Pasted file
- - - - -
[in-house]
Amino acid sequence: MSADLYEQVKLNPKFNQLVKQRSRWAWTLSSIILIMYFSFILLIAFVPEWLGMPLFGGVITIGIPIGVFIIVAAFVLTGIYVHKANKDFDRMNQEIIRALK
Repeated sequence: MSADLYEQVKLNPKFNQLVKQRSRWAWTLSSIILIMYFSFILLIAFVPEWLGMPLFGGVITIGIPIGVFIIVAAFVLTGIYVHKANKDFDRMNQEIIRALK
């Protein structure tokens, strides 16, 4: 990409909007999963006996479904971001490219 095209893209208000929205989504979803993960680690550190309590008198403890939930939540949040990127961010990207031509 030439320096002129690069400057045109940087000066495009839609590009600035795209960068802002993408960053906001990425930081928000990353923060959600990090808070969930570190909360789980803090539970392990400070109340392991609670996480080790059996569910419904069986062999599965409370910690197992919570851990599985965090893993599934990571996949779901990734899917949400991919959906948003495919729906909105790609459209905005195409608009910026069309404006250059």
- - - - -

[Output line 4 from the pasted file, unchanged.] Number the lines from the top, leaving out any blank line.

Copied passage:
């Protein structure tokens, strides 16, 4: 990409909007999963006996479904971001490219 095209893209208000929205989504979803993960680690550190309590008198403890939930939540949040990127961010990207031509 030439320096002129690069400057045109940087000066495009839609590009600035795209960068802002993408960053906001990425930081928000990353923060959600990090808070969930570190909360789980803090539970392990400070109340392991609670996480080790059996569910419904069986062999599965409370910690197992919570851990599985965090893993599934990571996949779901990734899917949400991919959906948003495919729906909105790609459209905005195409608009910026069309404006250059």